11 February 2008

A tour de force of birth

I finally saw On The Business of Being Born (OTBOBB). Ricki Lake and Abby Epstein have created a film that will make you experience what feels like a lifetime of emotions in the short span of 85 minutes. Navigating the streets of New York with a lone midwife on a mission to bring birth back into the home, OTBOBB draws on the experiences of pregnant women as they navigate the bureacracy of the American maternity system. In between providing a brief history of medicalised birth, the most profound and ultimately moving feature of this film is the up close and very personal view of birth---something which most women have never witnessed until their own. Babies are born throughout this film in some of the most humbling and beautiful footage I have seen on the subject to date.

Whilst the American and Australian maternity are relatively similar, the glaring lack of midwives in the American system is where the cracks in the foundation begin to show. The overwhelming use of 'pit' or pitocin in New York hospitals where an astounding 90% of births are induced is the trigger for the cascade of interventions to which American women are subject in contemporary maternity wards.

Thus, it is easy to see how the production of oxytocin, the naturally occurring hormone in women's bodies that triggers birth and is also described as a 'love' hormone to help with bonding when the baby is born, is stifled in this environment. The use of 'pit' or syntocinin (in Australia) is a synthetic form of oxytocin. However, when women are induced with this synthetic form of oxytocin, contractions are much stronger. When contractions are stronger, there is more pain and it is no wonder that the obstetric residents in certain NY hospitals were shoving epidurals in womens' spines as soon as the pain started to increase. However, epidurals slow labour right down. Ironic, eh? Women are induced to speed labour up in order to keep more beds open and the turn-over high in American hospitals. Yet, induction = pain = epidural. This slows labour down and puts baby at a higher risk for complications. The naturally occuring oxytocin? Replaced with adrenalin, the 'fight-or-flight' hormone which is produced when women are afraid or feel unsafe. No natural endorphins, no oxytocin. Just fear, shame and 'failure'. And you know what happens next? Caesarean. NY state hospitals have some of the highest caesar rates in America, hovering at 46%. Birth centres are closing faster every day due to the daily battles against insurance companies, rising costs and the inability to compete with hospitals. Homebirths? Only 1% of all births in America.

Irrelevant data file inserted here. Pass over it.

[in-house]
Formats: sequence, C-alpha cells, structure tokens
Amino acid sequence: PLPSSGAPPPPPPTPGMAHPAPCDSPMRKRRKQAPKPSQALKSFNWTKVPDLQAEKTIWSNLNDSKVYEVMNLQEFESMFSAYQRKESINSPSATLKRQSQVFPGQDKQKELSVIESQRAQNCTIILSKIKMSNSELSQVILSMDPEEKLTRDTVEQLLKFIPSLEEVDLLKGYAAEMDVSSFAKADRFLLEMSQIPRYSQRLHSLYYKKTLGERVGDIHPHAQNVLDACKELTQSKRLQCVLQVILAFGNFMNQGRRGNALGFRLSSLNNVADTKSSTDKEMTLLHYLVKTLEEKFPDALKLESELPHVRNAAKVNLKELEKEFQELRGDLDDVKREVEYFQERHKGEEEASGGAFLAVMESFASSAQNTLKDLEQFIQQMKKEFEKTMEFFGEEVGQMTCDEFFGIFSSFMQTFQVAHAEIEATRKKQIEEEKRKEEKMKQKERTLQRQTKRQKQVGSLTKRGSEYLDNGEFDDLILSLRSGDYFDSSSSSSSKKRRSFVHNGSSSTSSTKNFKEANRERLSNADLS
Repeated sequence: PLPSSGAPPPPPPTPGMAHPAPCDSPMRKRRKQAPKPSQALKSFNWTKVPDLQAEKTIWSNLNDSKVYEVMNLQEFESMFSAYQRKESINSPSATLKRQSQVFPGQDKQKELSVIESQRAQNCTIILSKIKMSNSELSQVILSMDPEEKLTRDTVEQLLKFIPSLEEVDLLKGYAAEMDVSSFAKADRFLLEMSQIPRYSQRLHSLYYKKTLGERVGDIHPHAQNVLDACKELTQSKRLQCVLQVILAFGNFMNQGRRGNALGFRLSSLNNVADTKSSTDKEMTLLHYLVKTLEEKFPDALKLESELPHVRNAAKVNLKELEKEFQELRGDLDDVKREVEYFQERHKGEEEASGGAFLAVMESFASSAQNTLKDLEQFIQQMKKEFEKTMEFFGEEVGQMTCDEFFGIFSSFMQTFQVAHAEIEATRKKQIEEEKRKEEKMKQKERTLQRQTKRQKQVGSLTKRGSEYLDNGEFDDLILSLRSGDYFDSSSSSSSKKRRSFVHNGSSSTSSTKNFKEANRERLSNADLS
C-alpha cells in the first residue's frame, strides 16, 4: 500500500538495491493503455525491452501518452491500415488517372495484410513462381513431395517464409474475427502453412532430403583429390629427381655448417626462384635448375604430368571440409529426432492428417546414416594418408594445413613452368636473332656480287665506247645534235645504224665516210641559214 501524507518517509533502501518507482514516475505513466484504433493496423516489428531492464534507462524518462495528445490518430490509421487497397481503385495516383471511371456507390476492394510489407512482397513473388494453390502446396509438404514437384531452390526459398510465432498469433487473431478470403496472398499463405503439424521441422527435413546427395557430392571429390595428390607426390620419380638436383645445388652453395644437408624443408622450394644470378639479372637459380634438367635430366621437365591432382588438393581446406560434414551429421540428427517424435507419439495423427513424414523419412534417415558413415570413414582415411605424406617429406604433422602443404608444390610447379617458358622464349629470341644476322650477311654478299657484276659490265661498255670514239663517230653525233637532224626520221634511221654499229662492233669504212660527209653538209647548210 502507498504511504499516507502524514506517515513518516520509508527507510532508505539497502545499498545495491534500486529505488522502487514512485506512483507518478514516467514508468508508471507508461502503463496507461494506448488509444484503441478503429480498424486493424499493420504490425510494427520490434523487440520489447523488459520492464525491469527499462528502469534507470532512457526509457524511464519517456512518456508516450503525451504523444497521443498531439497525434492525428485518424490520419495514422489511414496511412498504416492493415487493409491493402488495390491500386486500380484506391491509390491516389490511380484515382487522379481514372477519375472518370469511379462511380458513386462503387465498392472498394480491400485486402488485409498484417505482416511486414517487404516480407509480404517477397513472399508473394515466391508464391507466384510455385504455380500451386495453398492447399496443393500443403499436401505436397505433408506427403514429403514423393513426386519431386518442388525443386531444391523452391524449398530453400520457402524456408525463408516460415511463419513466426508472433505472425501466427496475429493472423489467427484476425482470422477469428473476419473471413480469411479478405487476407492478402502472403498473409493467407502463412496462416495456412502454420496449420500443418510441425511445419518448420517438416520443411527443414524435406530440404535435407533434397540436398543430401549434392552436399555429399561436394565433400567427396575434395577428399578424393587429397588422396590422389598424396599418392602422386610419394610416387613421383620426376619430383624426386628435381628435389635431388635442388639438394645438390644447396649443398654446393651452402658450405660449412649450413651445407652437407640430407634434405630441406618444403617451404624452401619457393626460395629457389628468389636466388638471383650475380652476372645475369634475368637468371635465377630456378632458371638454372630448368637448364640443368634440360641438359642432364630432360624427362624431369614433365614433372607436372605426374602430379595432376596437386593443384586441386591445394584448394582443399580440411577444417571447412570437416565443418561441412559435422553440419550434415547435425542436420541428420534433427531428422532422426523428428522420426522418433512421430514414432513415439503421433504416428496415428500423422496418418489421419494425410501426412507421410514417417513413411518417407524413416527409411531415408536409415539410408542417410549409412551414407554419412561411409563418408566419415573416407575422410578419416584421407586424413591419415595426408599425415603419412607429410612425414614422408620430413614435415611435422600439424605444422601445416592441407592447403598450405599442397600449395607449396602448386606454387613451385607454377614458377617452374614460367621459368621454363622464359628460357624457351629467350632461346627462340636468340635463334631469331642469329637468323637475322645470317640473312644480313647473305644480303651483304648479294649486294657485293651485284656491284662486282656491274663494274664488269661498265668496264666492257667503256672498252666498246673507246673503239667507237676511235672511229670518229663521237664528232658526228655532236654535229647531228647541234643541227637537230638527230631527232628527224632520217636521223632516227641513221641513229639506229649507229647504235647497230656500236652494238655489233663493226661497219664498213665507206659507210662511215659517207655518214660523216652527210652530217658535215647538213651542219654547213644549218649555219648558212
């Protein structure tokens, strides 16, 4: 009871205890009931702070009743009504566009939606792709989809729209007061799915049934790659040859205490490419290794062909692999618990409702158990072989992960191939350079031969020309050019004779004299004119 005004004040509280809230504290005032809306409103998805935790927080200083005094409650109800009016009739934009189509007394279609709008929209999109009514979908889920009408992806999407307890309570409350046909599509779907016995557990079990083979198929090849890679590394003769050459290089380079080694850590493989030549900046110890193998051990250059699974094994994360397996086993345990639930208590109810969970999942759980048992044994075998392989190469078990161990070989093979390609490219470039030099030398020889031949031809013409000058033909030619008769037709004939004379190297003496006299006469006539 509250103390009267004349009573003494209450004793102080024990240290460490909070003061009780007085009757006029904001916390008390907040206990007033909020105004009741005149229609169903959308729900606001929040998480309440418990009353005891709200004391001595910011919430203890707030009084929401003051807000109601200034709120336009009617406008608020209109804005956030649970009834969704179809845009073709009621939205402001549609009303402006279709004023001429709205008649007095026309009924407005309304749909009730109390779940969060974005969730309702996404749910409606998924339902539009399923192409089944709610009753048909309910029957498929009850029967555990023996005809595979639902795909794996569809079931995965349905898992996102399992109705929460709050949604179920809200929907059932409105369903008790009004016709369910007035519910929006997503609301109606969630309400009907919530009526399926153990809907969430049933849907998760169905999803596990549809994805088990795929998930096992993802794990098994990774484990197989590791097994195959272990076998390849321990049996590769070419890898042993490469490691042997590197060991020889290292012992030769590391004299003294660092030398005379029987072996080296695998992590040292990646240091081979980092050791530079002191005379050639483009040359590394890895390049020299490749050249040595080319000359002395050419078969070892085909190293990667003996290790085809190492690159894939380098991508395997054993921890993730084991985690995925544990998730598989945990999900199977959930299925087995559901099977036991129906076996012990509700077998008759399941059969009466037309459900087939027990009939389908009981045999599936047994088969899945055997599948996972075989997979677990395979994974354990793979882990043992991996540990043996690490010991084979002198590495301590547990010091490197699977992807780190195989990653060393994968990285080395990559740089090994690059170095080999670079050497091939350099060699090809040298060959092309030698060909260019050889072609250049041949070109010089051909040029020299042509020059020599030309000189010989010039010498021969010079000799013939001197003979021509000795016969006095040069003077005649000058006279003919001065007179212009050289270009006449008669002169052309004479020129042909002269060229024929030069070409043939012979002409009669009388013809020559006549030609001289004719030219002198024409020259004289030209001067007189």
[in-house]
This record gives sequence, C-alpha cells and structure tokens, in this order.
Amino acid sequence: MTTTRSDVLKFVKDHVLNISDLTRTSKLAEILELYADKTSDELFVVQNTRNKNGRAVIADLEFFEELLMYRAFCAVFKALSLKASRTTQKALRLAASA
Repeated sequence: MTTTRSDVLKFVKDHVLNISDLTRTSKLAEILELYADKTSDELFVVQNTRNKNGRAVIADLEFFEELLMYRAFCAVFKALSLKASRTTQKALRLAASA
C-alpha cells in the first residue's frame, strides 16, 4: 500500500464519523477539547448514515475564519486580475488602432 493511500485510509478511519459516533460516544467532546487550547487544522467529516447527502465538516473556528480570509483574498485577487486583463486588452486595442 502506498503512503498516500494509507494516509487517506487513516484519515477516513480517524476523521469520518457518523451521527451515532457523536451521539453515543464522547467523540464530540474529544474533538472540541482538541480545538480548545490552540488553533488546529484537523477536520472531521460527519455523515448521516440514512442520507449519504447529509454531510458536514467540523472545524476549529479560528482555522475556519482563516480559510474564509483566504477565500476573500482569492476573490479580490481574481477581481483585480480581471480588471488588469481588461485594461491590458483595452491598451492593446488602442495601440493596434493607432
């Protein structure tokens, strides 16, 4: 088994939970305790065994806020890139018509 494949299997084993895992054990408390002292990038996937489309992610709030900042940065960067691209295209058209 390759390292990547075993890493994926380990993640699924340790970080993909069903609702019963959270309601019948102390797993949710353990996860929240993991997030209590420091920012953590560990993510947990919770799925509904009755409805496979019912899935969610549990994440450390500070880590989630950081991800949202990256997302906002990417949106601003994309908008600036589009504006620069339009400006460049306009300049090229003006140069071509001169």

OTBOBB portrays modern birth as a battle being waged on women's bodies. There are no 'choices' when birth is left in the hands of 'experts' and midwives are nowhere to be found. Australian women are lucky in the respect that 'normal' birth is largely left up to midwives. However, the intervention rate is still extremely high in Australia and there is a growing lack of trained midwives available to all of the women that need them. Hospitals are increasingly reluctant to hire midwives because it is a competition for their obstetric business. Moreover, private midwifery care is rarely covered by insurance but this is most likely changing.

I had chills watching this movie. There were times when I felt so angry watching women in hospital being moved around like cattle, being told they had to be induced without any information provided to them as to the risks of the procedures being performed on their bodies. Informed consent is pretty much non-existent in the American system. America has one of the worst infant and maternal mortality rates in the world despite being one of the richest countries. Why? Birth has been taken out of the hands of women and their bodies are used to line the pockets of insurance companies, hospitals and obstetricians who don't care about the process but only about the product. As long as a baby comes out alive, it doesn't matter how it got there.





AvoidTheRedShoes said...

Cannot wait to see this film, and I am also looking forward to the documentary "Pregnant in America". So far I have only seen the trailer on YouTube. Currently in the process (along with other military wives in the area) of wrestling Tricare Prime insurance into covering care at the new birth center.

Anais said...

Great work.

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